Friday, January 29, 2010

Inconel Machetes - High Quality Tools

25 years ago, my friend CKG gave me an inconel machete as an unexpected gift. Made by Incolma S.A. in Manizales Colombia, I did not know what to do with such an implement at the time. As I was a sort of rude and singularly focused teenage boy back then, I was not as grateful to her as I should have been in retrospect. The machete and it's decorative sheath sat in closets and moving boxes for decades. Then, in 2007, we moved to Arizona, and I saw Mexican landscapers using their machetes all the time on my neighbors' palm trees. So when my Mexican fence post cactus (MFPC) suffered frost damage in January 2008 from a record cold spell, I recalled I had this handy blade, and used it to amputate the blackened, moldy arms. It sliced through the meaty cactus like a hot knife through butter, much to my delight.

Near the end of 2009, I reconnected with my old friend CKG on a social networking site. She and I had not spoken to since before the internet was publicly available and people used to write actual pen and ink letters to each other =P I mentioned to her that I'd been using this handy blade extensively here. Not only on the MFPC, but I eviscerated a mammoth prickly pear cactus when I installed my solar pool heater in March 2009 - the prickly pear was nearly the size of the heater, so there was a great deal of hacking, with machete and shovel (nearer to the gravel). After hearing the usefulness of her gift, and my recent extreme hike in the SW Phoenix Mountains earlier this month, she shared with me the origin of said blade. Her grandparents (abuelitos) had/have a remote ranch in Colombia (the country, not the city) called La Estrella - the same name as the mountains I was hiking upon. The ancestral cattle & fruit ranch was accessible via car, then jeep, then horseback over mountains and river crossings. In CKG's words, my "machete was worn on hip of every man who worked and lived there". Very cool. I had no idea that this long shelved tool had such a rich origin, and it's quite useful here in this desert clime. The inconel will never rust, and it's hardness is nearly twice that of stainless steel. I clean it with Chlorox-wipes, after each usage to disinfect it, and thoroughly dry it (about 10 minutes in 10% RH here in AZ) before re-sheathing. Like my Finnish Fiskars pruners which have proven extremely useful in the garden and yard, this Incolma machete is now an invaluable part of my tool arsenal - and useful in home defense against zombies as well, if it comes to that. I hope I can hand it down to a grand child someday, many many years from now when I am too feeble to wield it properly.


  1. The blade of your machete is steel, not inconel. An inconel blade would be worth hundreds or perhaps thousands of dollars just for the metal, depending on size. Inconel would never hold a good edge like steel, either. Its main use is in high temperature (think red hot) applications such as exhaust systems in race cars or caustic atmospheric conditions such as acid or steam valves.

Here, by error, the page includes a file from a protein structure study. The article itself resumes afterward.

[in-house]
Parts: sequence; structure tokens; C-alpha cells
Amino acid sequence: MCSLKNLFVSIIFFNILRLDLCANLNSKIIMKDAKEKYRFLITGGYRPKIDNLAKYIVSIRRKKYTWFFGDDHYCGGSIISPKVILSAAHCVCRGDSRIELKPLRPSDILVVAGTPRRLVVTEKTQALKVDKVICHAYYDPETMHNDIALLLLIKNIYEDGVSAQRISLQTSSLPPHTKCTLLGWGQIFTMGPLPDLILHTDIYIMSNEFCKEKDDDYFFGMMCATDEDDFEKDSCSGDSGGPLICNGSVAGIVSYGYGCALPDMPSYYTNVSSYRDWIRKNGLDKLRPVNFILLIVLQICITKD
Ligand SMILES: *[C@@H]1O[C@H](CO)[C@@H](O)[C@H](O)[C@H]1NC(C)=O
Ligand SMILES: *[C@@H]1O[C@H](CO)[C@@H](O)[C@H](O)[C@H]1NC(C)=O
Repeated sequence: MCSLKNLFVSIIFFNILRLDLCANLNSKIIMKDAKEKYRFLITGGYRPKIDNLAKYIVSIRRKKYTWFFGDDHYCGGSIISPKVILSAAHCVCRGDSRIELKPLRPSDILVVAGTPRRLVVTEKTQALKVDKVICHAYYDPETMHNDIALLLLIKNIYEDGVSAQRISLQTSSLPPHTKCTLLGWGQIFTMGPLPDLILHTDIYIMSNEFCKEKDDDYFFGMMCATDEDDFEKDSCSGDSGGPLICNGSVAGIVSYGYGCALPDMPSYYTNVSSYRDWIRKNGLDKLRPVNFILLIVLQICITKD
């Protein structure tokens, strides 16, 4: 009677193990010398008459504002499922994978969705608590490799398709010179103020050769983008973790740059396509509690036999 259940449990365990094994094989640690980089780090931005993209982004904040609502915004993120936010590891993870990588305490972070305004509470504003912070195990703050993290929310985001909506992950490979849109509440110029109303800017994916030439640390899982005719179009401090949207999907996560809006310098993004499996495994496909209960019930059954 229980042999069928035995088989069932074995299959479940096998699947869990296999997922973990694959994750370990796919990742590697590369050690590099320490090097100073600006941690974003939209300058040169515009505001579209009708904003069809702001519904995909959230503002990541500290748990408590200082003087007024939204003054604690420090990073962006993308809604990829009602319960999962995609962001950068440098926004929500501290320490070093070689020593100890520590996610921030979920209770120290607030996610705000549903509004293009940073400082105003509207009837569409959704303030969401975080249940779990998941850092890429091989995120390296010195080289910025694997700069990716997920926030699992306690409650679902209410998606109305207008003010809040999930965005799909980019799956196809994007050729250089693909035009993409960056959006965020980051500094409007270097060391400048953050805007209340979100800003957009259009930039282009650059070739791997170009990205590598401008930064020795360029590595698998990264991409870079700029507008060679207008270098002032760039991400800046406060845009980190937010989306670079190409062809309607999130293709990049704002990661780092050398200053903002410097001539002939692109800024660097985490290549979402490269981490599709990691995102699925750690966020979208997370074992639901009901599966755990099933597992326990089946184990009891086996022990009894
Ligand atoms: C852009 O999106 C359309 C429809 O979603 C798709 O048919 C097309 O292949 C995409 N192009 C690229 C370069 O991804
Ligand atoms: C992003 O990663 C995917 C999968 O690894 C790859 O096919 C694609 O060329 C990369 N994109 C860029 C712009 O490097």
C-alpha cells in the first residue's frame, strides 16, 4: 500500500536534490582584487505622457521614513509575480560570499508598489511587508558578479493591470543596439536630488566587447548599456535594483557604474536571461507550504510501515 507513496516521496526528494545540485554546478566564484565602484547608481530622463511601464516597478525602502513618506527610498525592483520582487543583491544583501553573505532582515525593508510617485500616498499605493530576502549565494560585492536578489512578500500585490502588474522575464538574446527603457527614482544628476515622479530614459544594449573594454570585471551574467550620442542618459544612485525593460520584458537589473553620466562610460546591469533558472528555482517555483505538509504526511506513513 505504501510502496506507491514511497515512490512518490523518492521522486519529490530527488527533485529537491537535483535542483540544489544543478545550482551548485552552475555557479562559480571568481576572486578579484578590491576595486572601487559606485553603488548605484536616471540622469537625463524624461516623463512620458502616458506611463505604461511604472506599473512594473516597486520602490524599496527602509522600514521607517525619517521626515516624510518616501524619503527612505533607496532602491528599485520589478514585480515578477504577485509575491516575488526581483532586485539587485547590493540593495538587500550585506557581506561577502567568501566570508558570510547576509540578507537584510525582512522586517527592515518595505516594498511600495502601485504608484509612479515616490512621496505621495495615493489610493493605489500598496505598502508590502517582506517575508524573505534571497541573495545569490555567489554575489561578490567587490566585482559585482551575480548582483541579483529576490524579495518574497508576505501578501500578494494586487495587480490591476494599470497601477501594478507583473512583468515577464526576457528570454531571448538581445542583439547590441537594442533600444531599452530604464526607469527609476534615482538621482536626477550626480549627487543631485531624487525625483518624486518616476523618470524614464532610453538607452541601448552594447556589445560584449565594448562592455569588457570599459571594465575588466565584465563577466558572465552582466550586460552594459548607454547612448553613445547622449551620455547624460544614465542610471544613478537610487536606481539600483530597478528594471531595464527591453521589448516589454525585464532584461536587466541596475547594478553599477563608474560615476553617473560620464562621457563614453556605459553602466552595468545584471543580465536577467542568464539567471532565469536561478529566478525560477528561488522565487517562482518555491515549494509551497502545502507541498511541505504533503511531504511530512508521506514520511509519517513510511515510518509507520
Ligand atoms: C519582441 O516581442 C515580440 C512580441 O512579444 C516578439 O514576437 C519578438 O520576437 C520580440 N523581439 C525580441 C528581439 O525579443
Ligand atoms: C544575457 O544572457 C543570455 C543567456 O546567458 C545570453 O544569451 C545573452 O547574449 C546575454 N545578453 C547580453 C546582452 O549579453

2. Having worked with wrought, forged, and investment cast inconels (706, 708, etc), stainless steels, cobalt, N5, CrMoV, and other alloys for 2 dozen years, in aircraft and power generation equipment, I have some idea on the cost and material properties of different metallic alloys. 100s or 1000s? In my experience, it's about 10X multiplier from a 17-4 grade stainless to a IN-708 open die forging, not 100X or 1000X.

    And edge holding is a combination of hardness and toughness. Inconel's hardness is superior to any stainless steel aloy (think turbine wheel dovetails, par example), and depending on the nickel alloy's composition, can be vastly superior in toughness as well.

    While I do not have destructive spectrographic analysis of my actual machete to prove nickel, chromium, niobium, molybdenum, and iron composition, I have noticed that over the years the blades experienced 0% pitting, 0% oxidation, and minimal wear, despite being exposed to South Carolina humidity, multiple corporate moves, and Arizona rocks when slicing through cacti and accidentally impacting the rocks adjacent. Surgical grade 300 series stainless steels resist corrosion most of the time but do not have the same hardness and toughness as 400 series. 400 series (ie 17-4PH [precipitated hardness]) have better hardness but their corrosion resistance is notoriously reduced (think corroded gas turbine compressors).

    If you're going to lecture someone whose background you do not know and criticize their blog posts, please provide factual information to support your claims. If you want to have the opinion that the machete is stainless steel, that's fine, but until you provide a report from a qualified laboratory that proves it, your opinion is conjecture.

  3. Out of boredom, I've been researching exotic alloys, and I stumbled upon this blog post. From what I've read, Inconel is an insanely expensive material to work with; requiring highly specialized, expensive equipment to form, cut, etc. I decided to do a quick Google search, and found machetes that looked nearly identical to this one, made by Incolma, selling for $20. Judging by the price, and the fact that it's made in Colombia, I have some serious doubts as to this machete being made of Inconel. Interesting story though.

  4. Jeremy, "insane" is all relative. As it was as gift, I can't attest to the price. I do know it works very well. =) I am glad I could help you relieve some boredom.


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